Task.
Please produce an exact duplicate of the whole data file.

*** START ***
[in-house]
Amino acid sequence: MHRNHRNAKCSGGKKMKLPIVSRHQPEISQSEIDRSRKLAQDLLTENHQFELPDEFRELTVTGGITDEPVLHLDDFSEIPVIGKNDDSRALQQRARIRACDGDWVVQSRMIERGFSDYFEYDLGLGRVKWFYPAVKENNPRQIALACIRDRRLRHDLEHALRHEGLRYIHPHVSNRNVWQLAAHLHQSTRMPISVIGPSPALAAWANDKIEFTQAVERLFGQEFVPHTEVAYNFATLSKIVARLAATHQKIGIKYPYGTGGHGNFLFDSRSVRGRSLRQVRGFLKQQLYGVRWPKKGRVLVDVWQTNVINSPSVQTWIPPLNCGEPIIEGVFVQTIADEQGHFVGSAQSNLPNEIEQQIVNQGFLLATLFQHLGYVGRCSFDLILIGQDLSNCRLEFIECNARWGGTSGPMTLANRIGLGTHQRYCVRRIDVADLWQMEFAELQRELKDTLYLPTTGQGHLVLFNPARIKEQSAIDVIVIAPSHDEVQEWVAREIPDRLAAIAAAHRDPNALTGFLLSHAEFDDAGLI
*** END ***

[in-house]
Amino acid sequence: MHRNHRNAKCSGGKKMKLPIVSRHQPEISQSEIDRSRKLAQDLLTENHQFELPDEFRELTVTGGITDEPVLHLDDFSEIPVIGKNDDSRALQQRARIRACDGDWVVQSRMIERGFSDYFEYDLGLGRVKWFYPAVKENNPRQIALACIRDRRLRHDLEHALRHEGLRYIHPHVSNRNVWQLAAHLHQSTRMPISVIGPSPALAAWANDKIEFTQAVERLFGQEFVPHTEVAYNFATLSKIVARLAATHQKIGIKYPYGTGGHGNFLFDSRSVRGRSLRQVRGFLKQQLYGVRWPKKGRVLVDVWQTNVINSPSVQTWIPPLNCGEPIIEGVFVQTIADEQGHFVGSAQSNLPNEIEQQIVNQGFLLATLFQHLGYVGRCSFDLILIGQDLSNCRLEFIECNARWGGTSGPMTLANRIGLGTHQRYCVRRIDVADLWQMEFAELQRELKDTLYLPTTGQGHLVLFNPARIKEQSAIDVIVIAPSHDEVQEWVAREIPDRLAAIAAAHRDPNALTGFLLSHAEFDDAGLI